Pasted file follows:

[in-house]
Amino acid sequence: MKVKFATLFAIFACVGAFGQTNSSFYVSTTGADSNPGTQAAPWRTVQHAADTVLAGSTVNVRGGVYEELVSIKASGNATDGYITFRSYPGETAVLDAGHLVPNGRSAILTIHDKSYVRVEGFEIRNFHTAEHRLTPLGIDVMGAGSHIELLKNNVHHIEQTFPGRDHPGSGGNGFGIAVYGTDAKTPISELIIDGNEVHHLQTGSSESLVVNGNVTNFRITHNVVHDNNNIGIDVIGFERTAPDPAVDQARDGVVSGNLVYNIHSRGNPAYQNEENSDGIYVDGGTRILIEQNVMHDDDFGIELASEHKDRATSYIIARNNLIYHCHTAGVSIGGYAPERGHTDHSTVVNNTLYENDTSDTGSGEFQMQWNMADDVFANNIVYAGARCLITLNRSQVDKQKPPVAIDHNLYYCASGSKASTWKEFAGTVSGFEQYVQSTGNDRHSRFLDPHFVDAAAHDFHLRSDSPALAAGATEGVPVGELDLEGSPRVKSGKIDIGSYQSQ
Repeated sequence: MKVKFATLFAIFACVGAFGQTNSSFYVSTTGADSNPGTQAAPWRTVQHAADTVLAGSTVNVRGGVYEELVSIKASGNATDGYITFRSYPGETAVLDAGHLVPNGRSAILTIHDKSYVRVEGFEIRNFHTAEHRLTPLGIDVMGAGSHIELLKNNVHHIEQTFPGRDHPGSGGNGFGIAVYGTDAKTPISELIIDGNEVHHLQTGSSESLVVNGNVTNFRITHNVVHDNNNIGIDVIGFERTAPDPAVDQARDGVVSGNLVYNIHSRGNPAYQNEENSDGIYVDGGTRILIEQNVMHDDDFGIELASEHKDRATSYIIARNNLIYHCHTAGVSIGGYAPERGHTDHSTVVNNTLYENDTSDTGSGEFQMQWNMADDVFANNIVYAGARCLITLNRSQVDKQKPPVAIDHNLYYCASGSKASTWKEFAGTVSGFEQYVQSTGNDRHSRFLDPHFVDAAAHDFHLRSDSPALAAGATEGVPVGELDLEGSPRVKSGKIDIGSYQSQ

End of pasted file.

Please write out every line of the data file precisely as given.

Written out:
[in-house]
Amino acid sequence: MKVKFATLFAIFACVGAFGQTNSSFYVSTTGADSNPGTQAAPWRTVQHAADTVLAGSTVNVRGGVYEELVSIKASGNATDGYITFRSYPGETAVLDAGHLVPNGRSAILTIHDKSYVRVEGFEIRNFHTAEHRLTPLGIDVMGAGSHIELLKNNVHHIEQTFPGRDHPGSGGNGFGIAVYGTDAKTPISELIIDGNEVHHLQTGSSESLVVNGNVTNFRITHNVVHDNNNIGIDVIGFERTAPDPAVDQARDGVVSGNLVYNIHSRGNPAYQNEENSDGIYVDGGTRILIEQNVMHDDDFGIELASEHKDRATSYIIARNNLIYHCHTAGVSIGGYAPERGHTDHSTVVNNTLYENDTSDTGSGEFQMQWNMADDVFANNIVYAGARCLITLNRSQVDKQKPPVAIDHNLYYCASGSKASTWKEFAGTVSGFEQYVQSTGNDRHSRFLDPHFVDAAAHDFHLRSDSPALAAGATEGVPVGELDLEGSPRVKSGKIDIGSYQSQ
Repeated sequence: MKVKFATLFAIFACVGAFGQTNSSFYVSTTGADSNPGTQAAPWRTVQHAADTVLAGSTVNVRGGVYEELVSIKASGNATDGYITFRSYPGETAVLDAGHLVPNGRSAILTIHDKSYVRVEGFEIRNFHTAEHRLTPLGIDVMGAGSHIELLKNNVHHIEQTFPGRDHPGSGGNGFGIAVYGTDAKTPISELIIDGNEVHHLQTGSSESLVVNGNVTNFRITHNVVHDNNNIGIDVIGFERTAPDPAVDQARDGVVSGNLVYNIHSRGNPAYQNEENSDGIYVDGGTRILIEQNVMHDDDFGIELASEHKDRATSYIIARNNLIYHCHTAGVSIGGYAPERGHTDHSTVVNNTLYENDTSDTGSGEFQMQWNMADDVFANNIVYAGARCLITLNRSQVDKQKPPVAIDHNLYYCASGSKASTWKEFAGTVSGFEQYVQSTGNDRHSRFLDPHFVDAAAHDFHLRSDSPALAAGATEGVPVGELDLEGSPRVKSGKIDIGSYQSQ